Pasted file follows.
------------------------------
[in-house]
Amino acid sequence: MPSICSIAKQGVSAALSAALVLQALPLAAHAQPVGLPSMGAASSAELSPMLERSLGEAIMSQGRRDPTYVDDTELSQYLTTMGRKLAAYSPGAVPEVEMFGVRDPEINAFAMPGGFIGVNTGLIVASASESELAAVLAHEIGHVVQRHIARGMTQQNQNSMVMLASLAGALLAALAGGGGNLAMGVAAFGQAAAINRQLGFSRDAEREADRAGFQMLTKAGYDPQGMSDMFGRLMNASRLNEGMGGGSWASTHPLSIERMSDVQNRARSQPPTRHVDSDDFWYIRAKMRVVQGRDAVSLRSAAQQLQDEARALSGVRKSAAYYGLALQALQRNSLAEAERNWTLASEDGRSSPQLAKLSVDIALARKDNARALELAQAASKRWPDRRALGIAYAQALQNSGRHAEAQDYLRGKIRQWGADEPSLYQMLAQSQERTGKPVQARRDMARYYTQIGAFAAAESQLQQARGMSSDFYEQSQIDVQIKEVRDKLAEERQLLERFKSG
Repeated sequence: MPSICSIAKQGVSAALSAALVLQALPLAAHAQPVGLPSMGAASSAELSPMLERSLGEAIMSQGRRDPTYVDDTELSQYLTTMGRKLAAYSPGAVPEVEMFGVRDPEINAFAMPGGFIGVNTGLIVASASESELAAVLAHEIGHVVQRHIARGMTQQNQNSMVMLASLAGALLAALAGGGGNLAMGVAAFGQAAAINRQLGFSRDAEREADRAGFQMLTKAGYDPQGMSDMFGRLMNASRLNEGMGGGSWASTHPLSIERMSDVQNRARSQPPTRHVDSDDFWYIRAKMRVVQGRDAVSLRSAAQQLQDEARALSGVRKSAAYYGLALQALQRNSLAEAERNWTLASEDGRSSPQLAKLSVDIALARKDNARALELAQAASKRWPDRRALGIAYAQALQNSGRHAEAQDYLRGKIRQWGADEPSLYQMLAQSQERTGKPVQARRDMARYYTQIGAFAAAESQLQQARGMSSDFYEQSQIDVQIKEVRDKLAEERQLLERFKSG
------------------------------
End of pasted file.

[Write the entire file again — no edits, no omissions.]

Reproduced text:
[in-house]
Amino acid sequence: MPSICSIAKQGVSAALSAALVLQALPLAAHAQPVGLPSMGAASSAELSPMLERSLGEAIMSQGRRDPTYVDDTELSQYLTTMGRKLAAYSPGAVPEVEMFGVRDPEINAFAMPGGFIGVNTGLIVASASESELAAVLAHEIGHVVQRHIARGMTQQNQNSMVMLASLAGALLAALAGGGGNLAMGVAAFGQAAAINRQLGFSRDAEREADRAGFQMLTKAGYDPQGMSDMFGRLMNASRLNEGMGGGSWASTHPLSIERMSDVQNRARSQPPTRHVDSDDFWYIRAKMRVVQGRDAVSLRSAAQQLQDEARALSGVRKSAAYYGLALQALQRNSLAEAERNWTLASEDGRSSPQLAKLSVDIALARKDNARALELAQAASKRWPDRRALGIAYAQALQNSGRHAEAQDYLRGKIRQWGADEPSLYQMLAQSQERTGKPVQARRDMARYYTQIGAFAAAESQLQQARGMSSDFYEQSQIDVQIKEVRDKLAEERQLLERFKSG
Repeated sequence: MPSICSIAKQGVSAALSAALVLQALPLAAHAQPVGLPSMGAASSAELSPMLERSLGEAIMSQGRRDPTYVDDTELSQYLTTMGRKLAAYSPGAVPEVEMFGVRDPEINAFAMPGGFIGVNTGLIVASASESELAAVLAHEIGHVVQRHIARGMTQQNQNSMVMLASLAGALLAALAGGGGNLAMGVAAFGQAAAINRQLGFSRDAEREADRAGFQMLTKAGYDPQGMSDMFGRLMNASRLNEGMGGGSWASTHPLSIERMSDVQNRARSQPPTRHVDSDDFWYIRAKMRVVQGRDAVSLRSAAQQLQDEARALSGVRKSAAYYGLALQALQRNSLAEAERNWTLASEDGRSSPQLAKLSVDIALARKDNARALELAQAASKRWPDRRALGIAYAQALQNSGRHAEAQDYLRGKIRQWGADEPSLYQMLAQSQERTGKPVQARRDMARYYTQIGAFAAAESQLQQARGMSSDFYEQSQIDVQIKEVRDKLAEERQLLERFKSG